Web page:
Workers of the world, unite. You have nothing to lose but your blockchains.
Marx makes his mark, then, in the digital age.
News came this week that, as reported via CoinDesk, in China there’s a new app, tied to blockchain, that lets Communist party members attest their party loyalty.
In a decentralized and immutable fashion, of course.
The Communist Party of China (CPC) debuted the app, which the report said translates to “Original Intentions Onchain.” The attestation can be seen by other members.
This leads us to a bit of headscratching, as, in past coverage, we’ve noted that proponents of blockchain have stated that security and anonymity of data that flows between two parties is valuable because it cannot be touched, really, by anyone.
But in any event, the offering comes through a firm known as Lingzhu Technology, which is based in China, and which has had at least some investment of state-backed capital. The blockchain announcement comes into stark relief in the wake of Chinese President Xi Jinping’s announcement that the nation should speed up blockchain development activities.
That announcement, of course, comes in tandem with the efforts by China to develop its own digital version of the renminbi. For Libra, the beleaguered would-be digital coin initiated by Facebook and backed by an association of firms, the digital version of Chinese cash has proven a rallying cry as to why U.S.-European efforts should forge ahead — an arms race, of sorts, waged through digital wallets.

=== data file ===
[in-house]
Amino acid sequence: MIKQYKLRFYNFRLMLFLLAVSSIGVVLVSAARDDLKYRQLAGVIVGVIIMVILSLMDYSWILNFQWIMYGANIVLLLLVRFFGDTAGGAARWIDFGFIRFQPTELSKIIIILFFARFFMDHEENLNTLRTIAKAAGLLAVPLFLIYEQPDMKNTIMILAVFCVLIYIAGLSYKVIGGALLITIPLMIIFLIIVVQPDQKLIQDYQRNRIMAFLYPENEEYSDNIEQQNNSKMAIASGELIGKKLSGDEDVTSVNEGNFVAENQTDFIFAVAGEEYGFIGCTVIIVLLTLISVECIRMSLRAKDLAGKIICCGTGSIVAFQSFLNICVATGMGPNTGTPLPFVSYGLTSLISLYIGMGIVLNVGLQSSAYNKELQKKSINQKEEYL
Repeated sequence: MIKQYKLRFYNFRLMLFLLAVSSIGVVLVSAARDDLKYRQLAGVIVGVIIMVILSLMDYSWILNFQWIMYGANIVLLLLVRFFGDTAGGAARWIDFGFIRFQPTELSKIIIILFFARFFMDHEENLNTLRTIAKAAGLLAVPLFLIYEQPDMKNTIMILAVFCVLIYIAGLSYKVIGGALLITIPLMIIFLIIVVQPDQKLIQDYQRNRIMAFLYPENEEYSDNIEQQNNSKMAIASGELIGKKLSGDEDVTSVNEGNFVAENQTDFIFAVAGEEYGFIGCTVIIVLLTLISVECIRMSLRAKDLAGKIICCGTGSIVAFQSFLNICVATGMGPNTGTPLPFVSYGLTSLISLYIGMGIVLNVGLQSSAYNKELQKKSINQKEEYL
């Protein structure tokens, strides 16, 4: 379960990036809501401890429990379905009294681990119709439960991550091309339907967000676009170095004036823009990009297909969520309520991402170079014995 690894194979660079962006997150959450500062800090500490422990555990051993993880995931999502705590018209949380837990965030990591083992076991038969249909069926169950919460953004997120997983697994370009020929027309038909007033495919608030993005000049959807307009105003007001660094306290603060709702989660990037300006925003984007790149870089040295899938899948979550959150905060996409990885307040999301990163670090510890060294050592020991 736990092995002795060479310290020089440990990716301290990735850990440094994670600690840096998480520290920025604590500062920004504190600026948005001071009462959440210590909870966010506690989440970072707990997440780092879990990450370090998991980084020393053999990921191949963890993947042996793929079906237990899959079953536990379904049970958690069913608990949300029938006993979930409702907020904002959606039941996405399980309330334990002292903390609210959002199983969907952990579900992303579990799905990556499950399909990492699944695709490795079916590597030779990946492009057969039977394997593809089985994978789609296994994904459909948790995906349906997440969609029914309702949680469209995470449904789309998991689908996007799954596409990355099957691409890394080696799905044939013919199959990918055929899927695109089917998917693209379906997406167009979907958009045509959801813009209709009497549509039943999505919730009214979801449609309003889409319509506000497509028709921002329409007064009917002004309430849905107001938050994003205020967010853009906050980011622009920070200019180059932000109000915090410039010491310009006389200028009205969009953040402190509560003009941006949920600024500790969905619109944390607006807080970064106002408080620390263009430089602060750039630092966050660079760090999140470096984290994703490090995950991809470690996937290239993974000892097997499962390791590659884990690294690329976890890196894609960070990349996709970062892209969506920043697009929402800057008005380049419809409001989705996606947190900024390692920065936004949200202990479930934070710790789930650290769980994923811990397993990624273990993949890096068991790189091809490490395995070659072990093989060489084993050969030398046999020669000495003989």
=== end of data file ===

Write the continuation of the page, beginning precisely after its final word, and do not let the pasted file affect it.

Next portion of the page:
Now, blockchain is not bitcoin. And bitcoin is not representative of all digital currencies. But the excitement engendered by state backing of distributed ledger technology has given a jolt to all sorts of speculative instruments and firms that help enable that speculation.
Here’s a thought then. Who needs WeWork to IPO when we can have a bitcoin-related IPO?
In separate news — though illustrative of ripple effects that travel through the entire crypto ecosystem when folks get excited — Canaan Creative, billed as one of the largest bitcoin hardware firms in China, has filed to go public. In the United States, for a listing of as much as $400 million. Interestingly, as reported by Reuters, the company had filed to go public twice before, in China and Hong Kong, and did not get to market — even as regulators were concerned about the firm’s business model. To get a glimpse of that model, consider the fact that, per Security and Exchange Commission (SEC) filings, the firm’s revenues year over year through the first six months of 2019 are down 85 percent to about $42.1 million.
Bitcoin itself, at this writing, was changing hands at $9,455, up nicely form the $7,470 that had been seen in the middle of last week.
On the words and exhortations of the Chinese president, then: Let a hundred bitcoin-related frenzies bloom.